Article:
OLVERS should not have too much trouble with this competition puzzle. The defintions and wordplay are mainly straightforward, and there are no references that need to be sought outside of Chambers. Azed repeats several wordplay elements in different clues. Dr Watson counted four fish, three chemical compounds, and oddly enough, two abbreviations for ‘large sized’ used misleadingly.
7. Party William’s cutting SECT (2 mngs.) ‘William’s’ to indicate a Shakespearean word is not unusual, but Dr Watson can’t recall seeing it in an Azed for a long time.
12. Bass doubling, creating some distortion on soundtrack BLOOP (b loop) ‘Doubling’ is used here in the sense of going back on oneself.
13. Twelve heading east – uninhabited spot contains ——? NO-ONE (noon + E) What looks like a comp. anag. structure turns out to be a clever charade.
20. Getting a lift maybe ’Arry does this protein OPSIN (i.e. ’ops in) The aitch-dropping cockney makes an appearance. It’s not clear what ‘doing’ a protein entails.
27. A wisp, me? Wrong – OS-style, more like MAPWISE (anag). Azed mixes up two different meanings of the abbreviation OS, for outsize and Ordnance Survey.
29. Organic compound got from major artery in fish IMIDE (M1 in ide) ‘Artery’ for the motorway continues to catch out Dr Watson, who’s seen it enough times before.
31. Office stuff, unavoidable NECESSARY (3 mngs.) The three different senses of the solution are hard to spot. The first involves slang terms for a lavatory, and the second for money; the third is the easiest.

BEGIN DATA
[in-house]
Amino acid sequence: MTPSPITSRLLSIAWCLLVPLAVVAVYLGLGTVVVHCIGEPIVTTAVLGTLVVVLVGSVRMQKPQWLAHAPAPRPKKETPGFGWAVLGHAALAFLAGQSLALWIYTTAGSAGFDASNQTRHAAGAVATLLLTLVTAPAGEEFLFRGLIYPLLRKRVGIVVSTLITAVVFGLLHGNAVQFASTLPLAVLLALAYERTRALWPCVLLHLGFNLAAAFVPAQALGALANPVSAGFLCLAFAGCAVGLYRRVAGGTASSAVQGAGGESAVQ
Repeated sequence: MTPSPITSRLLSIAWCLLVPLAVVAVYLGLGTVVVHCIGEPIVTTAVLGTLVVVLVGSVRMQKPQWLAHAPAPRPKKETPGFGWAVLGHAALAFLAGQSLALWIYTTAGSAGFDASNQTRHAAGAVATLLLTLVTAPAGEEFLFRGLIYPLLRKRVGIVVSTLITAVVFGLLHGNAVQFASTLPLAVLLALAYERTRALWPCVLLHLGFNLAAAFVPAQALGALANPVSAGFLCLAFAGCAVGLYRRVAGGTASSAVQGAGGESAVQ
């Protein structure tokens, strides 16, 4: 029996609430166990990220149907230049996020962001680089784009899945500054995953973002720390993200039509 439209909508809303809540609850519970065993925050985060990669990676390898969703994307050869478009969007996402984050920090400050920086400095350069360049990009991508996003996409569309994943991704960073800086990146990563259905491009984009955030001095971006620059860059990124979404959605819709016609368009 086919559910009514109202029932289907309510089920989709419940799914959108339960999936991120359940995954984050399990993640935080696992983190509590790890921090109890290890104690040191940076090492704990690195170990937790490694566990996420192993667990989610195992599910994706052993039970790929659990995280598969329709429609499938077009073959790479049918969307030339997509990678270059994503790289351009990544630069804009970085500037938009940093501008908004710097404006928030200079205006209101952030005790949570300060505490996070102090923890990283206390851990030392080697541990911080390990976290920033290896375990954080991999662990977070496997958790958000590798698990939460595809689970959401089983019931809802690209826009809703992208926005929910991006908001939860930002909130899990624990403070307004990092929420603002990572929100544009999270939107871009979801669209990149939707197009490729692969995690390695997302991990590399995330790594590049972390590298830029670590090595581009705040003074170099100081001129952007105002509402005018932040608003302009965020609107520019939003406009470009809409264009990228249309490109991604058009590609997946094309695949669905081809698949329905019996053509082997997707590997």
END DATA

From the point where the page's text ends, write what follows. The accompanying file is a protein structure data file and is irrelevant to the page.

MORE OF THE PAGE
32. One learning in school term for a type of rock GLAM (L in gam) Another tricky pair of synonyms, with ‘gam’ meaning a school or pod of cetaceans. Glam rock is hopefully familiar to both younger and older generations of solvers.
9. Like a good looker, with parts amounting to XL? TWENTY-TWENTY (i.e. 20 + 20 = 40) Azed grabs the chance to use a piece of arithmetic wordplay and a punning abbreviation similar to 27 across. A good looker is one who sees well, with 20-20 vision.
17. First to exploit indefinable quality in garment, leading figure in rag trade? EDITRESS (e + it in dress) Nicely exploiting the alternative meanings of ‘rag trade’ as the garment and newspaper industries.
23. Some EU members given a lift round Austria, arriving at upper house SEANAD (A in Danes, rev.) The solution is the Senate of the Irish parliament.
25. Local gutter to divert left SWAYL (sway L). Swayl is an alterative spelling of ‘swale’; not the marshy place, but the verb meaning to scorch or gutter like a dying flame. Strictly it seems ‘swale’ refers to the action of the extinguisher rather than the flame itself.
Across: 1. BOBSTAYS (anag. in boys); 10. TOPMINNOW (top + inn in mow); 14. LYOMERI (mer (Fr.) in anag.); 18. SKIRRET (re(d) in skirt); 19. BEDIDE (did in bee); 21. PUTID (t I in pud); 22. SUBSET (e in anag.); 24. SOSATIE (SOS + anag.); 30. HALON (halo + n); 33. SADDLERY (anag. incl. e).
Down: 1. BIBLE-BASHING (le bash in (im)bibing); 2. OILY (alternate letters of jovially); 3. BLOOD-DUST (lo odd in bust); 4. STOMP (M in stop); 5. A-PER-SE (a perse); 6. SINCIPUT (anag. in sit); 7. SNOD (dons, rev.); 8. CONGENER; 11. MAIKO (OK I am, rev.); 15. GRISAILLE (anag. incl I less E); 16. BEPOMMEL (pomme (Fr.) in bel; see bael); 22 DIMES (hidden); 26. IDEM (medi(a), rev.); 28. SOUR (s(c)our).